Immigrants and Slaves

I have zero admiration for Ben Carson, but even Ben Carson deserves better than the criticisms that have been made of his first speech as Secretary of Housing and Urban Development (HUD).

Ben Carson’s first full week as secretary of Housing and Urban Development got off to a rough start on Monday after he described African slaves as “immigrants” during his first speech to hundreds of assembled department employees. The remark, which came as part of a 40-minute address on the theme of America as “a land of dreams and opportunity,” was met with swift outrage online.

Mr. Carson turned his attention to slavery after describing photographs of poor immigrants displayed at the Ellis Island National Museum of Immigration. These new arrivals worked long hours, six or seven days a week, with little pay, he said. And before them, there were slaves.

“That’s what America is about, a land of dreams and opportunity,’’ he said. “There were other immigrants who came here in the bottom of slave ships, worked even longer, even harder for less. But they too had a dream that one day their sons, daughters, grandsons, granddaughters, great-grandsons, great-granddaughters, might pursue prosperity and happiness in this land.”

Carson’s remarks elicited widespread “outrage” for his supposed failure to observe the fact that immigrants migrate by choice to a country of their choice, whereas slaves are seized by force, transported by force, and sold involuntarily into forced labor. The implication of the criticism would appear to be either that Carson was unaware of the distinction between voluntary migration and the forced nature of slavery, or that he was aware of it, but minimized the distinction so as to make slavery seem less bad than it really is. Unfortunately, both criticisms are absurd, as is the outrage itself. Continue reading

Yes, Trump is Lying

A reporter just asked for my comment on Donald Trump’s recent claim about “thousands and thousands” of New Jersey Muslims celebrating 9/11. Here’s what I said.

The quotation from my co-authored piece with Gary Fine is my bottom line on the subject (quoted near the bottom). I did the interviews for the book chapter linked in the WaPo piece, and have interviewed Patersonians in the years since. No evidence has surfaced of any celebrations over and above the formulation of ours quoted in the WaPo from our book chapter. A small handful of people I’ve interviewed over the years claim to have seen something celebration-like in the mid morning of 9/11 around the 900 block of South Main Street (and claim to have been there in real time). I regard some of them as credible, and some of them as not credible. By all accounts, the “celebration” in question consisted of maybe a dozen or half dozen teenagers jumping around and yelling. It dispersed relatively quickly (i.e., within a few minutes). The police were patrolling the area and claim to have seen nothing. Reporters from the Herald News and Star Ledger were in the area; I interviewed as many reporters as I could find, and not one said that they had seen anything celebration-like. The only journalist who has ever defended the idea of a celebration has been Curtis Sliwa, who conducted a series of interviews in the area just after 9/11. I’ve spoken with Sliwa as well. To the best of my knowledge, his view coheres with mine–he regards it as likely that there was a mini-celebration consisting of 6-12 teenagers or young men, and that it dispersed relatively quickly.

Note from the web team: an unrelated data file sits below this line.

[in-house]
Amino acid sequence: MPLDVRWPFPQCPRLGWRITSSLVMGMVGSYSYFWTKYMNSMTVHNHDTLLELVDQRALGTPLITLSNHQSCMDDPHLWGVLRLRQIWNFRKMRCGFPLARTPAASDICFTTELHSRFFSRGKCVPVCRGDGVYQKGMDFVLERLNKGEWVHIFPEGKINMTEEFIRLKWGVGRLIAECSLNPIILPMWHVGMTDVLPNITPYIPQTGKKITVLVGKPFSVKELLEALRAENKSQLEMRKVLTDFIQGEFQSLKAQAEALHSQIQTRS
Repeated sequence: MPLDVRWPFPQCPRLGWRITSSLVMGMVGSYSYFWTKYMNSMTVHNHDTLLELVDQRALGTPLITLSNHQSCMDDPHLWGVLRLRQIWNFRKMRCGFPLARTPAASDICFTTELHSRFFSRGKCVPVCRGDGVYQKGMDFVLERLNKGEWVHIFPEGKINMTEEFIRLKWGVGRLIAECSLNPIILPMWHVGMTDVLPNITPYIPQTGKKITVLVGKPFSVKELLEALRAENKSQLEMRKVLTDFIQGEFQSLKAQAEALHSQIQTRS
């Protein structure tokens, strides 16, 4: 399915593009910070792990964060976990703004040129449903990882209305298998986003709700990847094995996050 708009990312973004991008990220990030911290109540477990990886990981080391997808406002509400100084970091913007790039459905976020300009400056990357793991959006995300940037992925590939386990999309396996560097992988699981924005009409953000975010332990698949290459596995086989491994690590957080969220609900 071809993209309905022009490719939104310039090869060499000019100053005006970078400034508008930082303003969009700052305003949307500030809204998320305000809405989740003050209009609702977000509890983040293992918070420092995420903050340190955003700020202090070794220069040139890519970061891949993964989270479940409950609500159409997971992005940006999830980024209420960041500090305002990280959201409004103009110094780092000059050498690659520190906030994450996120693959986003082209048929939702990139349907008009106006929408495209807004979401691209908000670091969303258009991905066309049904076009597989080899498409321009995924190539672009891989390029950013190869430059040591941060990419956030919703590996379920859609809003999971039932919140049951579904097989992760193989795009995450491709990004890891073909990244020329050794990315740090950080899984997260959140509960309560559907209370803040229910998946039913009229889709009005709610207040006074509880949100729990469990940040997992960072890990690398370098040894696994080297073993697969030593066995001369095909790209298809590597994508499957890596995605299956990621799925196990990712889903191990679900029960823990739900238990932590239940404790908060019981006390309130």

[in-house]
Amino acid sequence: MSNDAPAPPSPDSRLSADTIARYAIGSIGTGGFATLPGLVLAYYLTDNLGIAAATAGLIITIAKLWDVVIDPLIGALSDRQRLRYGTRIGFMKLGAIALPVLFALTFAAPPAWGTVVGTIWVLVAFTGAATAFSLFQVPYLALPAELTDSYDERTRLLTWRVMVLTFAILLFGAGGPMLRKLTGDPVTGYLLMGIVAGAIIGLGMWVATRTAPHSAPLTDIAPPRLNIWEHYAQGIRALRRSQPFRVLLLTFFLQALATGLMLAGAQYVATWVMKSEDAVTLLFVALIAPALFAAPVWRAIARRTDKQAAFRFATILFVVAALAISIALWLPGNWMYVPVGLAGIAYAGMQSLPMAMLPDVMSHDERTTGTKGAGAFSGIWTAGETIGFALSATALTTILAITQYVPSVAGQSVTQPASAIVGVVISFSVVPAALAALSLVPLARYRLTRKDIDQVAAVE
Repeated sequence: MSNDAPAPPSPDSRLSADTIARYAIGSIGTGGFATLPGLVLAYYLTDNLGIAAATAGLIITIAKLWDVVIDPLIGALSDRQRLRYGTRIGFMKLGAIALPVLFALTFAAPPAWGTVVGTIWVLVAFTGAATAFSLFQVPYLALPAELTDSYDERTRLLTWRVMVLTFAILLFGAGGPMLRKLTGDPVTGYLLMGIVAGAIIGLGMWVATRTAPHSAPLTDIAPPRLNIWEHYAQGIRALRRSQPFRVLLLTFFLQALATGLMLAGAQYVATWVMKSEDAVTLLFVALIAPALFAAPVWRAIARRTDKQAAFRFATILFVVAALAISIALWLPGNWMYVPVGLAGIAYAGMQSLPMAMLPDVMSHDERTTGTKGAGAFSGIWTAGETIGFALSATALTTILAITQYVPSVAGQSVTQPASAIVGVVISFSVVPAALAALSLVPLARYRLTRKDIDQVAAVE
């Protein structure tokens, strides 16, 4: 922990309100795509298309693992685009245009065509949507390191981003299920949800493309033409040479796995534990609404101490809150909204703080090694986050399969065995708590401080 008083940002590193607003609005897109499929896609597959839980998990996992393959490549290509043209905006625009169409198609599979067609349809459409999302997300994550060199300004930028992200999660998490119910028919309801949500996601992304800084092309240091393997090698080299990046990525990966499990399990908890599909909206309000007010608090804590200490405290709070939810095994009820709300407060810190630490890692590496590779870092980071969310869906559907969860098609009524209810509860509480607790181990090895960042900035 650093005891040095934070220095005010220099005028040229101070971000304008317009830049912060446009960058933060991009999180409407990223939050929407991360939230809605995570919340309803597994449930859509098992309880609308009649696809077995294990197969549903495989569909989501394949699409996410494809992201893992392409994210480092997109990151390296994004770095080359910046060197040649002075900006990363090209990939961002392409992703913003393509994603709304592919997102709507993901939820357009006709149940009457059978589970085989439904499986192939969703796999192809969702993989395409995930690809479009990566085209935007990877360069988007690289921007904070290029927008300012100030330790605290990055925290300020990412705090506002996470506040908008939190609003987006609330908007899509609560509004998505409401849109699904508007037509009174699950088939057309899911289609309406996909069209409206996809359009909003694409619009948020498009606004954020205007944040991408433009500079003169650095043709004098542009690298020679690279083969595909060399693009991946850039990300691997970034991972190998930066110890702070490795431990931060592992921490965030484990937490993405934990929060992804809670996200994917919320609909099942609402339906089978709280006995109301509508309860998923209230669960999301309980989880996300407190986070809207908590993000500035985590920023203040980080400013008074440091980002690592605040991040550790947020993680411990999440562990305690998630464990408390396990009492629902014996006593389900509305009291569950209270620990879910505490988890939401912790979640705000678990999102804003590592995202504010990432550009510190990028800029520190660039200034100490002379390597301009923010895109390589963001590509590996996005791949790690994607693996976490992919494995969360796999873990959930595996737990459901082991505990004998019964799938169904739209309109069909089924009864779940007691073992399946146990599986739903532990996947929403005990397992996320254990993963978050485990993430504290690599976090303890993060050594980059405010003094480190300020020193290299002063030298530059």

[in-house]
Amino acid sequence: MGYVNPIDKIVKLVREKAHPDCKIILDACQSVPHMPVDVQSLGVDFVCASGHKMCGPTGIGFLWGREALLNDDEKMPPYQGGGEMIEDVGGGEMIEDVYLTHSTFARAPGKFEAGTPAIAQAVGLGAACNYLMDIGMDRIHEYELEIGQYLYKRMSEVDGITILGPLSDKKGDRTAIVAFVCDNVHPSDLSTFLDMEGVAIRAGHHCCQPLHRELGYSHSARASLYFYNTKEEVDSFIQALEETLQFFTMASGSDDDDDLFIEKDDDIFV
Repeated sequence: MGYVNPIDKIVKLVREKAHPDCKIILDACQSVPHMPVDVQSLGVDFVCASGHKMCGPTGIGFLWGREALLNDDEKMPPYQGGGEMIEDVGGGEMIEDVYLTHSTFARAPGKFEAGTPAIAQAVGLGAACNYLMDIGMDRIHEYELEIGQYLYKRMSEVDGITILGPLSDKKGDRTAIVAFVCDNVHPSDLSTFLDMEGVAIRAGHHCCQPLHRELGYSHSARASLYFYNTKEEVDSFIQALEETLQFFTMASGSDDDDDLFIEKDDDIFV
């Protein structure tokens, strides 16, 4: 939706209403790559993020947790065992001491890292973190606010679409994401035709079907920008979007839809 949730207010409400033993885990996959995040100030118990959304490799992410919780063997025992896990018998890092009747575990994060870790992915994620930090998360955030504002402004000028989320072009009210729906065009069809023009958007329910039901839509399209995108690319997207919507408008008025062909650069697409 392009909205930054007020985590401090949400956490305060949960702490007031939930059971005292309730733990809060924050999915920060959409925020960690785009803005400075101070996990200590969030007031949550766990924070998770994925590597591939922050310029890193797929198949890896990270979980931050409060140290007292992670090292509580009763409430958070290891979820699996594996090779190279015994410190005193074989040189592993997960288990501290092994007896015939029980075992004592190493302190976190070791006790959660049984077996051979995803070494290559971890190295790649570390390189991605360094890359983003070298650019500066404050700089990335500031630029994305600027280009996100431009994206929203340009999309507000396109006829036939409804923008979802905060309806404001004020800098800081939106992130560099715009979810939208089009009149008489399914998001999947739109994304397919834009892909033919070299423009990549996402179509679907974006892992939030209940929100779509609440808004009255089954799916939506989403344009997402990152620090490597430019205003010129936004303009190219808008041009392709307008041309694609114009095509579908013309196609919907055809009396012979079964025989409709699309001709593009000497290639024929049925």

To state the obvious: I don’t regard equivocal testimonial evidence of a bunch of teenagers jumping around and yelling as consistent with or supportive of Trump’s claims.

Also to state the obvious: Trump is the one who’s making the current claims. He bears the burden of proof for the claims he’s making. It seems to me he should be the one asked to bear it.

Irfan Khawaja

PS. Just to be clear: in case you saw my Jewish Standard interview from 2002, I do still stand by what I said there, as long as you take the interview as a whole with the July 2004 postscript. The 2004 postscript corrects a minor factual error in the original interview.

Bottom line: no matter how you slice it, Trump is lying.

Thanks to Michael Young, Joseph DeFilippo, and Susan Bernarducci for alerting to me to the story.

Postscript, 1:16 pm: Just to head off any misunderstandings, in the Jewish Standard interview, I make reference to a celebration “said to have” taken place at the Islamic Cultural Center in Paterson, New Jersey at 5 pm. I end my speculation about that anecdote by pointing out that I found the story implausible, intended to look into it, but never did look into it. What I recorded at the time was my hunch that the story sounded implausible. But precisely because I never actually looked into it, I don’t regard the story or my hunches as evidence of any substantive claim.

Postscript, November 24, 2015: I was gratified to see this piece by Benjamin Wittes in Lawfare. I’ve long admired Wittes’s work (have taught some of it, in fact), and this piece is no exception to the general rule. Here’s a small excerpt, but read the whole thing: